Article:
Standard Tests And Procedures In Breast Cancer Diagnosis

Fine aspiration (FNA) During an FNA, the doctor uses a thin, hollow needle to pull out a small amount of tissue from the area suspected of being cancerous. (2)

Core needle biopsy A core needle biopsy uses a wider needle to withdraw tissue from the part of the breast that looks suspicious on a mammogram, ultrasound, or MRI or from a part of the breast that physically feels unusual or suspicious to your doctor.

Surgical biopsy Surgical or open biopsy is less common than fine needle and core needle biopsy. It involves removing all or part of a lump for laboratory tests. The two types of surgical biopsy are incisional and excisional. During an incisional biopsy the doctor only removes part of the lump or a suspicious area. During an excisional biopsy, the doctor removes the entire suspicious area and may also remove some of the normal breast tissue around the area.

A pathologist will examine and analyze body tissues and cells under a microscope. The results of your biopsy will be provided in a pathology report. If doctors identify cancer cells in the biopsied tissue, they will do further tests. They may also need to biopsy the lymph nodes under the arms if they are concerned that cancer may have spread. (3)

Finalising A Home Test Kit For Breast Cancer Patients

If the pathology report reveals cancer, doctors will first want to determine the stage of your breast cancer and the grade of the tumor.

The type of tests a woman will have depends on what the cancer cells look like. These tests include blood tests, additional biopsies, bone scans, chest X-rays, breast ultrasounds, or other specialized imaging or chemical testing. (4)

One common imaging test is a computed tomography, or CT scan, which takes cross-sectional X-rays of the body. Another common imaging is positron emission tomography, or PET scans, which look at cell activity. A PET scan involves injecting a person with a small amount of a sugar substance and radioactive material so that cameras can see highlighted areas in the breast on a computer screen. (5)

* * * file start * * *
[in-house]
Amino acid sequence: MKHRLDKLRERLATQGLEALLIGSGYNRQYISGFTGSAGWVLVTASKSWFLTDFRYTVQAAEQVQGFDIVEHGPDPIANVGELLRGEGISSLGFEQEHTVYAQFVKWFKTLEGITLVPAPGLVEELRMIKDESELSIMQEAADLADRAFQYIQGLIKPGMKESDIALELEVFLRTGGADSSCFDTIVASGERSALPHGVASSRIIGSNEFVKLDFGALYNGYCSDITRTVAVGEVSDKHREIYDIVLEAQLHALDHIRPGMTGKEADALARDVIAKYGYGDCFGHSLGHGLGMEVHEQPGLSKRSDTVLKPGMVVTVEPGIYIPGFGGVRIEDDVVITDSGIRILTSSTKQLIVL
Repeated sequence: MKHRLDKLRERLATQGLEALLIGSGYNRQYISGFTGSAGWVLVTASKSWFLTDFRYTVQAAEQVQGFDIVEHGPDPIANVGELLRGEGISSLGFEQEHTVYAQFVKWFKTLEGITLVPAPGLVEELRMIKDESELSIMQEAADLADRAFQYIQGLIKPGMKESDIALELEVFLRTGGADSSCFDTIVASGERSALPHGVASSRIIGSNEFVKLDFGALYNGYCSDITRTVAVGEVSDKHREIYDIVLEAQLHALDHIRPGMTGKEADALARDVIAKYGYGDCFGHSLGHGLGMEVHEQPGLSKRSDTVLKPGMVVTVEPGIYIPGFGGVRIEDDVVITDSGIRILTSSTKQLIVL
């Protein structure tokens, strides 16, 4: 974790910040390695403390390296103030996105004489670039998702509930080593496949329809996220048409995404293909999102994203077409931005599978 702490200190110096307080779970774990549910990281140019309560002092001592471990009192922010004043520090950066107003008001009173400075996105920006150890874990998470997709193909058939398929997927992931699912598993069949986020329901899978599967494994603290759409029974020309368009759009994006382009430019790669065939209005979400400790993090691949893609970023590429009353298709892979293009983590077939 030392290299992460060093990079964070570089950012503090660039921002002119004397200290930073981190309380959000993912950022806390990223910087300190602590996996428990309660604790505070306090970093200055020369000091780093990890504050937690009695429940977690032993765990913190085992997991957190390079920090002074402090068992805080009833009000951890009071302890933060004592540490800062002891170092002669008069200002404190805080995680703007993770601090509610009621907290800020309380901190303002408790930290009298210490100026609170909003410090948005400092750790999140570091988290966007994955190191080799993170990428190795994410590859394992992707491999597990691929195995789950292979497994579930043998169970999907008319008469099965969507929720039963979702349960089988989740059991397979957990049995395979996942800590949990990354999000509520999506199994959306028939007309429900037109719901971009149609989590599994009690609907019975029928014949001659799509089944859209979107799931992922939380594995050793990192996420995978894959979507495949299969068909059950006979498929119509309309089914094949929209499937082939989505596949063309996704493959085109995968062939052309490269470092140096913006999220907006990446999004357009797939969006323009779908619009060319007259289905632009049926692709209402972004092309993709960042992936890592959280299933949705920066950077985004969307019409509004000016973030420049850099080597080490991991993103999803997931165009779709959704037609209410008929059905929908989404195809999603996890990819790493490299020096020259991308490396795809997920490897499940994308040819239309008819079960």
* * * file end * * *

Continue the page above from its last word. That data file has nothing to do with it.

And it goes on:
Doctors use genomic testing to find out which genes are particularly active in a tumor. The activity of individual genes influences how the cancer behaves. This information will help doctors decide what, if any, treatments to use after your tumor is surgically removed. (6)

The Truth About Breast Cancer

Some women will also undergo molecular testing that looks for specific mutations in cancer cells. Whether you get this test depends on your type of cancer and what doctors learn from previous tests. (7)

Other names for this type of testing include molecular profiling, next-generation sequencing, and comprehensive genomic profiling. The test looks at the entire genome – the entire set of genetic code in cells.

The molecular test you receive may be one developed at the cancer center, or it may be one of several commercial ones: FoundationOne, IntelliGEN Oncology Therapeutic Panel, or Molecular Information. (7)

Learning what mutations the cancer genes may have can help doctors decide if you get targeted therapy or if there is a clinical trial you can sign up for. Targeted therapy kills only the cancer cells with a specific gene or gene mutation.

Breast Cancer Test Could Predict Chances Of Disease’s Return 20 Years Later, Study Shows

Some tests will reveal whether the cancer has hormone receptors, a type of protein, for estrogen or progesterone. Two out of three breast cancers involve hormone receptors.

Estrogen-receptor-positive (ER+) or progesterone-receptor-positive (PR+) cancer means that a particular hormone may send signals to the cancer cells to make them grow. (8) There are specific medications to treat hormone-positive cancers. You are also likely to be tested further if you have hormone receptor positive cancer. (9)

Doctors will also give you a test to see if a gene called HER2 (human epidermal growth factor receptor 2) is involved in your cancer. This gene makes proteins called HER2 receptors, which are involved in managing healthy cell activity. (10)

But one in four breast cancers are HER2-positive, which means the HER2 gene doesn’t work properly and cells grow out of control. Some medicines are only used for HER2+ cancer.

Testing For Breast Cancer

If you test negative for both hormone receptors and HER2, your breast cancer is considered triple negative. It is estimated that 1 or 2 women in 10 who have breast cancer have triple-negative breast cancer. (11)

Tests can be overwhelming, and you should ask your doctor for information on support resources once your diagnosis is made. These support resources can be especially helpful in the days and weeks immediately following diagnosis, when you’re scheduling and taking tests and waiting for results.

It is completely normal to feel anxious, worried, and overwhelmed while waiting